Lest you think this is merely a gimmick, the key to the placement of Psalm 23 in Chichester Psalms with a boy representing “David” is that halfway through the boy’s singing the psalm is interrupted by the adult chorus and orchestra intoning the Hebrew of the strenuous opening lines of Psalm 2, “Why do the nations rage and the people imagine a vain thing?” Having Nolan’s voice come back after the first four verses of Psalm 2 and pick up Psalm 23 at the equivalent of “Thou preparest a table before me in the presence of mine enemies” worked exactly as Bernstein must have envisioned, as a peaceful counterpoint to the rage before it. The very poised Nolan, a student at St. Albans School for Boys, will be fascinating to watch once his voice changes and he takes up new material (if his time as a competitive swimmer and goalie for St. Albans’ lacrosse travel team doesn’t interfere, as the BSO’s charming program notes revealed).
For Bernstein’s Symphony #1, the words of Jeremiah are suggestive in the first two movements and explicitly sung in the third. The BSO’s notably bright sound as opposed to some European orchestras that have recently visited town – with explicit “attacks” on the beginnings of brass notes and a chirping set of woodwinds – came especially into play in the symphony’s second movement, which via instrumental music essentially fulfills Jeremiah’s prophecies of the destruction of Jerusalem in the times of the biblical monarchy.
The third movement employed yet another vocal device. Instead of the chorus on stage, a single vocalist, mezzo-soprano Jennifer Johnson Cano, intoned both sad and angry passages from Lamentations following the destruction of Jerusalem. Ms. Cano, who will appear at the Metropolitan Opera later this season in Hansel and Gretel and Les Contes d’Hoffmann, has both a delightful singing instrument and acting chops to spare. That’s no small thing standing alone with only music to guide you. But the alternation of her smile with fist-pounding anger at the variety of Jeremiah’s declarations in Lamentations left nothing to the imagination – even, again, in the original Hebrew rather than English translation.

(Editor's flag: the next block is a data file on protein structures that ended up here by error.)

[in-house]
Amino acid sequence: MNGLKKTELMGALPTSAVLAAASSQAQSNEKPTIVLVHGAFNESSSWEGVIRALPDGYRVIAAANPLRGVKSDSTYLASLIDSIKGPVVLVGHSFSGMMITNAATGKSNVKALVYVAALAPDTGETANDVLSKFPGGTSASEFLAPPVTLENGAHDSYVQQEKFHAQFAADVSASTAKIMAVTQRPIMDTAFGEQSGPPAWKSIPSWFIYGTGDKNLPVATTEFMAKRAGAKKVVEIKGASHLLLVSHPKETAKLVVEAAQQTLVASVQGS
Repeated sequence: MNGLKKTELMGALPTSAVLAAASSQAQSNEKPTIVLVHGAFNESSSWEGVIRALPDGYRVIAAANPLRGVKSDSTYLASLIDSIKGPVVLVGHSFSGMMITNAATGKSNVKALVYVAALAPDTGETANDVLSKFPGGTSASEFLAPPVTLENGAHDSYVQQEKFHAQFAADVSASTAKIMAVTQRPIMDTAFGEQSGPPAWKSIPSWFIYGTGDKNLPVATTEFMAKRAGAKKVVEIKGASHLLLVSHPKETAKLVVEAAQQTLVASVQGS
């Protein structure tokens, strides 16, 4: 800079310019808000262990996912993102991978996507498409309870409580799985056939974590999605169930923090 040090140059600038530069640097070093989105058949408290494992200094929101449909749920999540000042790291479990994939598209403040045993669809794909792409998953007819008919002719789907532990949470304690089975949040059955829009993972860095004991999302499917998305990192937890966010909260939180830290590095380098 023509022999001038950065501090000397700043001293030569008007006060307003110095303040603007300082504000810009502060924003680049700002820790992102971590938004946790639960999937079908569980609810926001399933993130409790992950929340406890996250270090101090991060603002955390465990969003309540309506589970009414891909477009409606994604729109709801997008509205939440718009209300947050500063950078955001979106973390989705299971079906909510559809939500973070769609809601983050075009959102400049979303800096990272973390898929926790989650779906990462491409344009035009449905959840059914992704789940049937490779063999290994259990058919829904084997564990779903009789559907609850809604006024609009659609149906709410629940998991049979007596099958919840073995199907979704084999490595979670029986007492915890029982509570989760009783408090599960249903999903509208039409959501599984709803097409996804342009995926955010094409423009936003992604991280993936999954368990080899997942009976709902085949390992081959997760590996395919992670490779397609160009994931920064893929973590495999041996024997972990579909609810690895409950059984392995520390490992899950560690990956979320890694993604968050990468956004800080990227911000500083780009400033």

The BSO returned after intermission with Beethoven’s Symphony #7. Clearly this symphony was selected to impart a final positive note to the evening’s moods. Yet it was still a fitting complement to the drama of the Bernstein music, as a long, four-minute introduction to the first movement, in which Beethoven appears to be “trying out” various moods as chords build and settle first among the woodwinds and then the entire orchestra, finally yields to one of his most popular “up” themes.
Beethoven’s Seventh also has one of the great “slow movements” of all of classical music, an allegretto which magically makes use of repeated notes and lines that barely alternate neighboring notes among the sections to paint a large canvas. It all depends on the phrasing, which Ms. Alsop had no trouble coaxing from her band. She also has a notable way of drawing out the orchestra’s French horns, typically with a large upward sweep of her left hand as if to pull the sonorities up into the Strathmore’s large spaces. If you ever doubt the value of seeing this kind of music performed live as opposed to recorded, this one gesture and how it generates a result is one proof of it.
And not to worry, Beethoven’s two most famous, indeed iconic, symphonies – the Fifth and the Ninth – are both on the BSO’s Strathmore schedule later this season. The roaring appreciation of the crowd at Saturday night’s concert is worth noting because one gets the impression they’ll all be back for those events. Ms. Alsop and the BSO have developed a remarkable following in Montgomery County, with rising subscriptions (hardly the norm in symphony orchestras across the country), buzzing concert halls, and sold-out pre-concert lectures in adjoining rooms at Strathmore. As if to put an exclamation point on the matter, the car ahead of me on exiting the parking garage had a license plate frame that read “Baltimore Symphony Orchestra” as if the BSO is another local sports team. They certainly are doing something right – a peek at this concert was all it took to show why.
Running Time: 2 hours and 10 minutes, with one 15-minute intermission.
Bernstein & Beethoven with the Baltimore Symphony Orchestra was performed on Saturday, November 22, 2014 at The Music Center at Strathmore – 5301 Tuckerman Lane in North Bethesda, MD. For future Baltimore Symphony concerts at Strathmore, check the BSO’s Strathmore concert calendar. For future Strathmore events, check their calendar of events.